The Intimacy of Politics: How Do Politics Effect Someone's Life?

Guest Writer: Rochelle Asquith; United Kingdom

I grew up in Wakefield's biggest council estate, Wakefield being a relatively small city in West Yorkshire. Most council estates in Yorkshire have a factory or a closed coal mine at the fringes, the rest of the estate sprawling off it. The one I grew up in was no different; a plastic factory only a street away churning out black smoke on a daily basis, occasionally setting on fire every now and again. Like many people who grew up on a council estate, I lived in a deeply unequal household that I've only been able to comprehend the depth of in retrospect. My mum has always been more qualified than my dad, always working a higher paid job than him, yet she did all the housework. My dad outwardly pretended that his wife kept him shackled down and unable to enjoy himself, yet when he got home, he spent most of his time consumed by the TV or his phone, dismissing my mother, dismissing the world. I’ve only ever seen him cry once and I remember wanting to ask him why he didn’t cry more.

My mother's fury at the deep unfairness of the misogyny she experienced often passed over her and onto me and my two sisters and we blamed ourselves for it, for not being strong enough. I now understand that when you are in such a position, when you are oppressed not just by men but the system of governing too, you inhabit a violence which is not technically yours. It is a violence that passes over you, that belongs to the people who have legislated the lives of the vulnerable into oblivion. And through it all, we all blamed ourselves for not being strong enough. Despite my mum appearing on the outside like a strong matriarch, inside our four walls the expectation of masculinity was violent and palpable.

I remember as a child being convinced that the only way to get my father to pay attention to me was to be as masculine as him. I remember learning that as working-class people, it was our duty to define ourselves in opposition to the bourgeoisie; those who wore fancy clothes, ate small portions of fine food, who sat with their legs crossed and read books whilst they drank Earl Grey tea. To be working class you must become a sensationalised stereotype of masculinity. To be working class you must not be feminine, even if you are female.

A working-class woman's definition of power is deeply ingrained in masculinity and male frameworks of what power entails. And I and many others I grew up around consistently fell short of this ideal. It didn't matter how hard we tried, none of us were ever enough. I refused to believe I couldn't be tough enough because I was "just a woman," it must've been something wrong with me. It didn't even occur to me that the problem was masculinity itself; or rather the way it was consistently used against the working classes to keep them in toxic schemas and frameworks of governing their own lives.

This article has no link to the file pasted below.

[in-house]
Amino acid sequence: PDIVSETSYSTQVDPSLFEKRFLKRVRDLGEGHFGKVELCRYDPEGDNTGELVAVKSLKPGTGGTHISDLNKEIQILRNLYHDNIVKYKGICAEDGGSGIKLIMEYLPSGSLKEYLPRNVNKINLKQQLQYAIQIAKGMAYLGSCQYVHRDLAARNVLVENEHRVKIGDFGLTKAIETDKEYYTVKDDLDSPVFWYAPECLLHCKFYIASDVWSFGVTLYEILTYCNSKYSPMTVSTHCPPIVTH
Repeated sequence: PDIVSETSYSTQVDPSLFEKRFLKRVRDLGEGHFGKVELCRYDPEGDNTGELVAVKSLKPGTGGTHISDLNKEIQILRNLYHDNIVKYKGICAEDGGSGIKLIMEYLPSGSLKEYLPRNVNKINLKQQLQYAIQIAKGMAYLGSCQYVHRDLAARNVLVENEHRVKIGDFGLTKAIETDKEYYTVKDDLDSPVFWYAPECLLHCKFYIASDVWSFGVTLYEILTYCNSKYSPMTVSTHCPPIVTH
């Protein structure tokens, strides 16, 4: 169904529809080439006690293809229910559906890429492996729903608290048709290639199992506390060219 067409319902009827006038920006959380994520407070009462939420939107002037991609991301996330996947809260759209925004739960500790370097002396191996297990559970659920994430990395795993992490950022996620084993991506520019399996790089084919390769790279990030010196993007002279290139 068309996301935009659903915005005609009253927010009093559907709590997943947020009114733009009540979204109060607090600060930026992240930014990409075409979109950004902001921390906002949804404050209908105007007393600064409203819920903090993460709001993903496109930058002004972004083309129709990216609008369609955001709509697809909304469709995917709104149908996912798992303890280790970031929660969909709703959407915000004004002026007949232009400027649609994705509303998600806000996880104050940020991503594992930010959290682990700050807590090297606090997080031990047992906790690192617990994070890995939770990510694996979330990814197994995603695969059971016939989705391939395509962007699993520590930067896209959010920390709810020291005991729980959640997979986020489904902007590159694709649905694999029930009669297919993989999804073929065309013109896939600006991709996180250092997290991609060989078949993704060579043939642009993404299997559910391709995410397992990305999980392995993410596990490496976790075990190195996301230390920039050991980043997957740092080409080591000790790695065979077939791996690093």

Our estate was incredibly diverse, our collective heritage spanning most of the globe. Yet the one thing that stayed the same was the masculine ideal. Your strength as a woman was measured by how much pain you could silently put up with. You had to carry on, there were no two ways about it. Your husband could be beating you, you could have been a victim of a sex-crime - you were not allowed to say that you were in pain. You must be a survivor otherwise they win.

Politics was no different. You were not supposed to be interested in politics, because politics happens over champagne, over petty arguments over the semantics of a word none of us understood. Yet I now understand how deeply intimate politics can be. I don't remember the last Prime Minister we had that didn't hate working-class people, who didn't hate refugees and immigrants, the LGBT+ community. It baffles me how easy they find it to be so monstrous to others. How a man who had had everything laid out for him chose a career of lying to one group of people on behalf of another.

When I was a child I used to dream of what I'd do if we were rich. I always said I'd get dance lessons. It was okay for me to want dance lessons because I am female. I also said I wanted to try boxing. This got me more respect than wanting to be a dancer. I know boxing is a controlled sport that implies mutual consent, but something about a young girl saying she wanted to hit other people in the head was the most anti-bourgeois thing. I could be one of the boys if I were a boxer.

I think we hated the rich people so much because we wanted to be them, secretly. We wanted champagne, trips to Switzerland and Rome, a cottage in the south of France. I envied their femininity. I envied the way that they didn’t have to want to punch others in the face before the men would respect them.  

We all envied how carelessly they spent their money, how when it came to elections they didn't care - not because they were pessimistic, but because they knew it wouldn't affect them. If a Prime Minister decided to take £5 a month out of housing benefits, it didn't affect them. It's funny then that it's the posh people who seem to be the ones that get into politics, far more than working class people do. No one on my estate will ever end up Prime Minister. If they become an MP, it's because they were incalculably lucky. But they would not be welcomed back. 

Even after all this time, after all the people whose bodies have been destroyed by politics, after the raw intimacy of having your dignity stolen from you by people who don’t bother to understand you, politics is too bourgeois for the estate.

About Rochelle Asquith:

Rochelle is a 21-year-old writer and artist living in West Yorkshire. She has been published in Polyester zine, LAPP The Brand, Affinity magazine, and fgrls club.

Sarah McKinnonComment